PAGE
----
“Cedar trees have a natural curve – you need to know how to read the wood and work with that natural bend to accommodate the bow, which curves upward,” said McCarty.

McCarty is a prominent leader in the Pacific Northwest. He has served as Chairman on Makah Tribal Council. He has been to Washington, D.C. to fight for Makah’s whaling rights enshrined in a treaty and for environmental protections.

When asked why he chose to lead this project, McCarty said, “It manifests everything I was raised to value.” McCarty made his first model canoe before he was eight years old.

From grades 1-3 he attended Wa he lut Indian School at Olympia, WA., where he first started carving. “A Haida carver taught me how to make a Makah model canoe,” he said.

By passing on teachings like these, McCarty says it strengthens family ties and allows for the continuity of culture. “It’s about wellness for youth and it allows them to see and witness living culture,” he added.

McCarty himself apprenticed under notable master carvers like Tla-o-qui-aht’s Joe Martin and others. “I’ve been around cedar all my life. I learned how to read cedar and know what shapes you can get out of a piece of wood,” he said.

He says he still has a lot to learn, even after decades of projects. For that reason, he takes a careful and methodical approach to carving canoes.

Sheila Jones is finishing up her 4th year of University in the Child and Youth Care Program. Returning home to work with Pacheedaht youth over the summer is her final course requirement before completing her degree. She had been up late, the night before, plucking eagle carcasses.

Sheila is learning to make regalia from eagle parts with the assistance of an elder in the village that was trained on the proper processing techniques and the respectful treatment of the remains once the feathers and other usable parts are removed.

It is illegal to hunt eagles but, with support from PFN natural resources staff, the nation was able to acquire eagle carcasses from conservations officers for cultural purposes.

The regalia, down and feathers will be used in future celebrations, like the blessing of the canoe when it is finished. These are other skills that will be passed on to PFN members both directly and through social media.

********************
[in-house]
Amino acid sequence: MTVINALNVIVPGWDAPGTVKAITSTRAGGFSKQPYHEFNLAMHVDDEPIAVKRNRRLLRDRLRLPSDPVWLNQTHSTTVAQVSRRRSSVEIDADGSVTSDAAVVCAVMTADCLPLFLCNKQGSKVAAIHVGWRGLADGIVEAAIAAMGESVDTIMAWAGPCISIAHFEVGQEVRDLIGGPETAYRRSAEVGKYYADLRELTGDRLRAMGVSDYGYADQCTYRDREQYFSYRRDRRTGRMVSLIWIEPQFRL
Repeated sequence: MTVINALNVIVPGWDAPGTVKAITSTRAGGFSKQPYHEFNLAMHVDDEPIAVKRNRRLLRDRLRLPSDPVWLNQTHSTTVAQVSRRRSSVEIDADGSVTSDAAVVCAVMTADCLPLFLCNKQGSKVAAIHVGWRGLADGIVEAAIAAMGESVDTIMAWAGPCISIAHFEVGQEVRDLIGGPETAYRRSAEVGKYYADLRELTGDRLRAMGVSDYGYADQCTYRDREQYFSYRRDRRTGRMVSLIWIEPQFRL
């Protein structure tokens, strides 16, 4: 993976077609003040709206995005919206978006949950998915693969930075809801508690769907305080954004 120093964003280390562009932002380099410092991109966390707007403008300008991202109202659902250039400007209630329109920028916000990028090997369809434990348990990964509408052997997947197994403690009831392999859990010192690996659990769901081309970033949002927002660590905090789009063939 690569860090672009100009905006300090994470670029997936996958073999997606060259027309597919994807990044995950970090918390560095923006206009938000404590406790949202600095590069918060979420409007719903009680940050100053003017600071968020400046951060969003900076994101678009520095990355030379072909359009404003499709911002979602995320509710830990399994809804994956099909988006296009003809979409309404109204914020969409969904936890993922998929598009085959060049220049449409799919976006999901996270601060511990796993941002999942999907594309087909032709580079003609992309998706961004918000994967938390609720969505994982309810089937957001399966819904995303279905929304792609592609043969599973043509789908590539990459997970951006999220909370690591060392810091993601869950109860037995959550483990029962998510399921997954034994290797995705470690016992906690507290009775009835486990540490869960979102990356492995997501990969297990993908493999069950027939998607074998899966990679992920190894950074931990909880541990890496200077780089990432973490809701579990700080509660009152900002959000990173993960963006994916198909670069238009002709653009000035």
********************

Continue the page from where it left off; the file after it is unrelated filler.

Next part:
Sheila talked about the importance of bringing back lost skills and the cultural lessons McCarty will bring to the community, and, more importantly, the youth. “He’s a great teacher – he explains things every step of the way,” she said.

She is grateful that her nation has its own sawmill, getting days of work done in a few short hours. Ancient techniques would require that wood be chipped away with hand tools to begin shaping the canoe. With a sawmill, several slabs of wood were sawn from the log, allowing the mill to market the high-end red cedar slabs rather than turning it into wood chips.

Sheila spent the morning at the mill site, live streaming the milling process for Pacheedaht members and maximizing the audience of potential learners.

On July 2 the log was transported to the reserve and placed in front of the band office. This allows for other members of the community to take part in the project.

When asked when the last canoe was carved in Port Renfrew, Sheila recalled canoe projects from about 25 years ago. “There have been attempts and fails,” she said. One canoe cracked and the other was too unstable to use. They are hoping McCarty can repair the cracked canoe.

Chief Jeff Jones said he hopes the project will not only enrich PFN culture but bring unity in his community and with the Makah and Ditidaht relatives.

Both Trent and Tristan will work with McCarty throughout the summer, not only learning how to carve a canoe, but also taking in cultural teachings.

“This is something to look forward to, coming out of COVID. To learn from a master carver like Micah, this opportunity is huge and rare,” said Jeff Jones.

McCarty says he is happy to share what he has learned to next generations. “I will become an ancestor someday,” said McCarty. “I revere ancestors, and the more we add life to culture, the better,” he said.